Ever since Xi Jinping declared the principle of “Party media surnamed Party” (党媒姓党) at a key meeting on press and public opinion in 2016, this concept has encompassed the idea that journalists working in China must remain loyal to the Chinese Communist Party (CCP), closely following its line and policies. More recently, official media and press authorities have tried to soften the sense of passive submission to the Party’s will, emphasizing the personal convictions of media workers — and the sense of fulfillment that comes as loyalty pays off.

One recent case in point is an article posted to its official website of the All-China Journalist’s Association (ACJA), the nominally non-governmental organization that plays a key role in training and licensing journalists and cultivating CCP ideals. It tells the story of Yang Yulu (杨雨露), a “post-90s” journalist from Sichuan Worker‘s Daily (四川工人日报社) who talks about the aspirations she had through her formative school years to become a contributing member of the CCP and its youth institutions.

The piece, promoted through ACJA’s official WeChat account as part of a series on Party journalists that closely involves their media organizations, begins with call in verse form for youth to “live up to the times” and heed the call of Xi Jinping:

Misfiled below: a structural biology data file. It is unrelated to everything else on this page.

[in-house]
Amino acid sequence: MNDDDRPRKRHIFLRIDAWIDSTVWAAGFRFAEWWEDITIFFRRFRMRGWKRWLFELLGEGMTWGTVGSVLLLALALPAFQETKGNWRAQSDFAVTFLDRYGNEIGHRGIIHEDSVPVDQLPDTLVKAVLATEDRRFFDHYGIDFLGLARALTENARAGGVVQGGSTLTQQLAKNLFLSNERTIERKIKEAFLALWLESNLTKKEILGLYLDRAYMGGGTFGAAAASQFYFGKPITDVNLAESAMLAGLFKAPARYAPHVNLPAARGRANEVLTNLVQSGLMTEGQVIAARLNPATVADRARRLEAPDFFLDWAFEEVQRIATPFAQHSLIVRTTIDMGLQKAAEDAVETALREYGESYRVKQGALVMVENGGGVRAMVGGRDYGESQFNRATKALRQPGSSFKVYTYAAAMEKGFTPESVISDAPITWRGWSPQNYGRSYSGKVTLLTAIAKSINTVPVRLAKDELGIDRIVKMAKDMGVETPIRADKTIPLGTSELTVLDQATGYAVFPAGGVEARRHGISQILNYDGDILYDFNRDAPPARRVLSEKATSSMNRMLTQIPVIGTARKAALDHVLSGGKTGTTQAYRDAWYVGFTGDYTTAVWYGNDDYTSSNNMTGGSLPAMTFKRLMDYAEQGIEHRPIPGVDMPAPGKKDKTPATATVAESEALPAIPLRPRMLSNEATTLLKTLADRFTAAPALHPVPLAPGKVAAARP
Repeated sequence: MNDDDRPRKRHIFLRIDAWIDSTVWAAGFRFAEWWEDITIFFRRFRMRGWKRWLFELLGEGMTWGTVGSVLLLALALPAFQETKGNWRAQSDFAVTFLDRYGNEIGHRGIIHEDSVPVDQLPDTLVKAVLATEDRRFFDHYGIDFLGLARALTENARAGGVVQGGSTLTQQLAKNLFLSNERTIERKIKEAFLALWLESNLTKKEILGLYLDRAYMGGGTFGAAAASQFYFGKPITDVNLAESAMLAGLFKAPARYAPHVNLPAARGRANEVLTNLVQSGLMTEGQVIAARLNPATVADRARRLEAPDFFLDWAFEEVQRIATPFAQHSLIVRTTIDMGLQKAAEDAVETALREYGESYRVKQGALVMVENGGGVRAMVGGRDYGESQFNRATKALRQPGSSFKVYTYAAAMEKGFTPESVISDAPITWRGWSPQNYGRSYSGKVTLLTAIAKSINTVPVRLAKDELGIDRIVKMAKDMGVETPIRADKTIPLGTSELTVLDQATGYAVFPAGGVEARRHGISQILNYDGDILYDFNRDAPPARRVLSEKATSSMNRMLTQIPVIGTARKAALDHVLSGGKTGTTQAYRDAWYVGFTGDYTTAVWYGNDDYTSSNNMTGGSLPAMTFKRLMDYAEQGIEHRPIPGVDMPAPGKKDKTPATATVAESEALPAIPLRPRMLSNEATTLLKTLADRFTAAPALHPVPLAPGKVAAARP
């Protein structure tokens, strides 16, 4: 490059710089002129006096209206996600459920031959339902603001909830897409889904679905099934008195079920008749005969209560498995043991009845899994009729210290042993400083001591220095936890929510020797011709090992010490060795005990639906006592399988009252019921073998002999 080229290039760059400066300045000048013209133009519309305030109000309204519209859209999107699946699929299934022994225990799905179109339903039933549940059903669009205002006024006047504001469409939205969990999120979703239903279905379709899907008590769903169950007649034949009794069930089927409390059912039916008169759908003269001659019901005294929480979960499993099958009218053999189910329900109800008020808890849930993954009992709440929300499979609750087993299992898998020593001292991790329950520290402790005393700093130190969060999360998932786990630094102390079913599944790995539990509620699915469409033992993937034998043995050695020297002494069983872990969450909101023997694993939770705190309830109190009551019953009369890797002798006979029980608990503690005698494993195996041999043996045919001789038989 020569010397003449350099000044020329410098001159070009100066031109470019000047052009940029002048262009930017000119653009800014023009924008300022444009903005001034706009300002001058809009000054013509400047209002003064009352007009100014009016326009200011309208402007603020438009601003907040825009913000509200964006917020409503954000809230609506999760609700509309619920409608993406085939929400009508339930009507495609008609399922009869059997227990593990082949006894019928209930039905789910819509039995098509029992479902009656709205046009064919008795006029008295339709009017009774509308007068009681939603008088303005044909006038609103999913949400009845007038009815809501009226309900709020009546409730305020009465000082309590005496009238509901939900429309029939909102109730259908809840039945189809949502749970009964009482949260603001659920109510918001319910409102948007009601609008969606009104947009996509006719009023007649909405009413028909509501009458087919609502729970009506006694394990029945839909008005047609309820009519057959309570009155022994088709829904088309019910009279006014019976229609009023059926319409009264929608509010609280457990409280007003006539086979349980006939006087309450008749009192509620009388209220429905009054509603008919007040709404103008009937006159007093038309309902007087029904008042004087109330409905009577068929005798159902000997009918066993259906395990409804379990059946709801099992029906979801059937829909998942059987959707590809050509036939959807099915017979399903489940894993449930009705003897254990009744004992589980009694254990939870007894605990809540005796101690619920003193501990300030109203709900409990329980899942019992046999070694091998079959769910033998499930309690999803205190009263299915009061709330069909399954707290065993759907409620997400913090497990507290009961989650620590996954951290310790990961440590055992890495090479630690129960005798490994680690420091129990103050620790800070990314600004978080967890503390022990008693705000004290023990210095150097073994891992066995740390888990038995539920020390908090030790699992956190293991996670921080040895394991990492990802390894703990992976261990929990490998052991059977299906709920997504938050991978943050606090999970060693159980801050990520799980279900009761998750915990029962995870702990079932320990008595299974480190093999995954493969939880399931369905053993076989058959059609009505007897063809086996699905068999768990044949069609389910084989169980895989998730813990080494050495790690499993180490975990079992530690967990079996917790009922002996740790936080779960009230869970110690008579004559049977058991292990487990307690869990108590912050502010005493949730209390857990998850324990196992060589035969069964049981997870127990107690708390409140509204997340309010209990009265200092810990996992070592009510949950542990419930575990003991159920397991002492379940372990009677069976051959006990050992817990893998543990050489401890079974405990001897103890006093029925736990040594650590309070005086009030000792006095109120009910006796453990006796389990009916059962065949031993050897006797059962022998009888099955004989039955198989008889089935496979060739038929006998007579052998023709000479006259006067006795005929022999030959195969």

Let us listen
as a post-90s journalist
recalls joining the Party
telling the story of her journey
sharing her feelings of growth.
Let us respond to the call of the General Secretary,
melding our youthful struggle with the cause of the Party and the people.
Live up to the times, live up to your youth.

Yang Lulu then describes the process of CCP involvement in her university years. In her freshman year, she “actively submitted an application to the Party organization and reported my thoughts regularly.” She was serving as the editorial director of the school radio station as a sophomore when she learned that she had been identified as “an applicant for Party membership” (入党积极分子) – meaning that she had been formally slated for the entry process by the university’s youth league chapter.